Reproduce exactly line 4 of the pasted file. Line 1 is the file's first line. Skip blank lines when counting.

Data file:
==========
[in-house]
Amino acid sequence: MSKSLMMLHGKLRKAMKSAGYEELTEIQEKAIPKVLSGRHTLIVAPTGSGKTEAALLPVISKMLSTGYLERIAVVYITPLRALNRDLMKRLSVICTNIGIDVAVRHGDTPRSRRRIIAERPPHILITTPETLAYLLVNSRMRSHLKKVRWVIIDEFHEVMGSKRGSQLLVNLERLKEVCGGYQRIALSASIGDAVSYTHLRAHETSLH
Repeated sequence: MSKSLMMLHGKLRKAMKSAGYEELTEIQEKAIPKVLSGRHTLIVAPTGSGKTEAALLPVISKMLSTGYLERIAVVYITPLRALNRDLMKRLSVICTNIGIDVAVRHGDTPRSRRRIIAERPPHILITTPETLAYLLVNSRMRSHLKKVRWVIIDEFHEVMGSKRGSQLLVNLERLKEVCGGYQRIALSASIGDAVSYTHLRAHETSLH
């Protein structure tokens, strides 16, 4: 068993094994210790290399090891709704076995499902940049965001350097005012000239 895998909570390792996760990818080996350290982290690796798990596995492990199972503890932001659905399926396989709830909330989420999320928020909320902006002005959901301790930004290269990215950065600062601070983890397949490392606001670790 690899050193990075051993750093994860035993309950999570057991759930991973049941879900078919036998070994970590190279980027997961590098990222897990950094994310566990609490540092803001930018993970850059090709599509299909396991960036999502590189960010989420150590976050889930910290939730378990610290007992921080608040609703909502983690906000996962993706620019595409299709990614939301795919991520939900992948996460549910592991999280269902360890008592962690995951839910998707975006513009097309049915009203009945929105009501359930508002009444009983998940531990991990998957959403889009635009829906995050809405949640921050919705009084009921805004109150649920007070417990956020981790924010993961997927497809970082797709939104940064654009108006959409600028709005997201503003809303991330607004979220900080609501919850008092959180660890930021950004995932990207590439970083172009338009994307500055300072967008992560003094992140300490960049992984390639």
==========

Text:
């Protein structure tokens, strides 16, 4: 068993094994210790290399090891709704076995499902940049965001350097005012000239 895998909570390792996760990818080996350290982290690796798990596995492990199972503890932001659905399926396989709830909330989420999320928020909320902006002005959901301790930004290269990215950065600062601070983890397949490392606001670790 690899050193990075051993750093994860035993309950999570057991759930991973049941879900078919036998070994970590190279980027997961590098990222897990950094994310566990609490540092803001930018993970850059090709599509299909396991960036999502590189960010989420150590976050889930910290939730378990610290007992921080608040609703909502983690906000996962993706620019595409299709990614939301795919991520939900992948996460549910592991999280269902360890008592962690995951839910998707975006513009097309049915009203009945929105009501359930508002009444009983998940531990991990998957959403889009635009829906995050809405949640921050919705009084009921805004109150649920007070417990956020981790924010993961997927497809970082797709939104940064654009108006959409600028709005997201503003809303991330607004979220900080609501919850008092959180660890930021950004995932990207590439970083172009338009994307500055300072967008992560003094992140300490960049992984390639």